The biggest change, besides removing that lovely purple color that I had come to loathe, was a shift in emphasis to the written description and a "de-emphasis" on the scores. I still believe that descriptors are more important than numbers, and especially more important than the dreaded "total" score for each coffee. After all, would you buy a banana if someone told you it achieved a 94.7 score in "Banana Review" magazine ... but you hate bananas? Okay, silly example, but it has been difficult to get the numbers to accurately communicate the essential and meaningful qualities of the coffee they purport to describe.
Along the way we developed a totally new feature – the Sweet Maria’s Coffee Glossary, which pulls together the coffee knowledge of me and the SM staff in one location. A lot of this information about cultivars and processing was buried in trip reports or coffee reviews. The Coffee Glossary tries to keep this information easily accessible; we can revise and add entries over time. The Glossary appears in the sidebar, as a pop-up window, increasingly as hyper-links throughout the site. The full glossary is here - http://www.sweetmarias.com/dictionary.php
Another big, big change is that in late May 2009, we instituted a Home Coffee Roasting Forum: http://www.sweetmariascoffee.com/forum/ Our email discussion list that we started years ago, The Homeroast List, has been incredibly popular, to the point of having nearly a hundred messages per day! That's fantastic, but it also makes it a bit intimidating for a would-be member. It also means that a person with a specific question has to sift through a LOT of information in order to find the answer. Our hope in creating a forum is that the added structure and search features will mean that more people can benefit from the discussion, since posts are archived in a structured way. We also answer a lot of emails every day - and thought if we can share that information and open it up for all to read, i.e. respond through the forum, that would be a good thing. A web forum is more accessible and hopefully is more stable, with a better up-time.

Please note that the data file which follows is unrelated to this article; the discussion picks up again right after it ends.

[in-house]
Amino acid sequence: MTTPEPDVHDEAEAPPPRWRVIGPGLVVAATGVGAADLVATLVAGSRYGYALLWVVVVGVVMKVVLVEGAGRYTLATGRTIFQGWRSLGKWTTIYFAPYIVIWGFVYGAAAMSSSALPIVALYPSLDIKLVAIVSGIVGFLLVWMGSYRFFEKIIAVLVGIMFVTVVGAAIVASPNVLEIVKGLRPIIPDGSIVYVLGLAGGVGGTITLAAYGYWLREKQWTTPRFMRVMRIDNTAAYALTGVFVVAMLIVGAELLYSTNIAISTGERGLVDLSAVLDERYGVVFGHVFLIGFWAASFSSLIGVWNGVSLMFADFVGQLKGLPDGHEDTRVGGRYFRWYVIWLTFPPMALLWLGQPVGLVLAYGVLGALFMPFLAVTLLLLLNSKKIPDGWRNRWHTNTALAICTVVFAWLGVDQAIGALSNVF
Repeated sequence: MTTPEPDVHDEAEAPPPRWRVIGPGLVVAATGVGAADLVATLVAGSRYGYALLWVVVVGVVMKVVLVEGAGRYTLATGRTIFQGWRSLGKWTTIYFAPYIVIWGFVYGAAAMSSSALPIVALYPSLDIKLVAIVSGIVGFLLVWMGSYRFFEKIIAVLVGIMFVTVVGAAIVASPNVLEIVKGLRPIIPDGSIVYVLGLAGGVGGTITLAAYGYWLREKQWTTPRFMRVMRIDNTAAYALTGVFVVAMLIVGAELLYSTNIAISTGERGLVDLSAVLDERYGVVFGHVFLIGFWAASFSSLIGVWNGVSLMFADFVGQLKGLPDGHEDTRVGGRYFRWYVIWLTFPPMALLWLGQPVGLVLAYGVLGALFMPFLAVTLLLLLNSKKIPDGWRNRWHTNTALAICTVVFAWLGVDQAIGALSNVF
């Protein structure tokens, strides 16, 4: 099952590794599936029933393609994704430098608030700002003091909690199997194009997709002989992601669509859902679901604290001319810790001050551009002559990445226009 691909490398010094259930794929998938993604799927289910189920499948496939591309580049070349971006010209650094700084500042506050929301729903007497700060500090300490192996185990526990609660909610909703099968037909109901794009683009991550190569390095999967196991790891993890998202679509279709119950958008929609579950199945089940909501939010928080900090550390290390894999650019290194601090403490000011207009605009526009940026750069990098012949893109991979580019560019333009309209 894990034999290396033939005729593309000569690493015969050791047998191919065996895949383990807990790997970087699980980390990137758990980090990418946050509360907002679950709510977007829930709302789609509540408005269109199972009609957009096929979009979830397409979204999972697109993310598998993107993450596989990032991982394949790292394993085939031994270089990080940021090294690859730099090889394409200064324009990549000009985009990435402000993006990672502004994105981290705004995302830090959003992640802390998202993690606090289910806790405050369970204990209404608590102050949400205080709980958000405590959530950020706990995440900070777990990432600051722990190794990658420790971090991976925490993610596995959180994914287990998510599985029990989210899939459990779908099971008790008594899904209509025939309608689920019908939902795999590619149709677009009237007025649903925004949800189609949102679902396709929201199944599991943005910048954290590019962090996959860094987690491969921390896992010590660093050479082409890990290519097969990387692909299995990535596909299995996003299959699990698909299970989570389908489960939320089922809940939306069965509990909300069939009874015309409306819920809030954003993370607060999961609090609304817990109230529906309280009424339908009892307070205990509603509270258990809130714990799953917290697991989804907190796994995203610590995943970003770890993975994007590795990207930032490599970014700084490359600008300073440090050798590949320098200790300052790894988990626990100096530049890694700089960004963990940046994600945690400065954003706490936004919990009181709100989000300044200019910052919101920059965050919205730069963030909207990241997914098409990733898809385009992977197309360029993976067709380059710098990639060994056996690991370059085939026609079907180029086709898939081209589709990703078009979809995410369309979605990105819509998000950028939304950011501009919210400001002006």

Pretty soon, we'll also be changing how we organize articles and travelogues, trying to better connect information from across the site. Say, for instance, you're reading about coffee dried on African-style raised beds; we'd like it if you could easily go from that to a photo of a drying bed from a travelogue if you like. So what’s with all the changes? Has Sweet Maria’s sold out? Making the website organized and accessible? What the h___?! I have had several conversations with computer-savvy Josh about the allure, the charm, and dare I say, the romance of utter chaos. Our site is labyrinthine – and I like it that way! I think of the great used bookstores that have books piled every which way and how you can spend hours browsing and finding new things. A Barnes and Noble just is too aseptic, too un-cluttered to have that sort of attraction for me. Of course, it is great to find what you need, when you need it, so I have relented somewhat and recognize the need to have some organizational structure. Otherwise, a lot of what I write or photos I post may never be seen by anyone, and what’s the point of that? We will continue to tweak the appearance of the site as we go along, so if you have comments and
suggestions, please send them in! We want to make information available but unobtrusive, so you don't have to wander and dig around. Unless you like that sort of thing. And there is nothing wrong with that.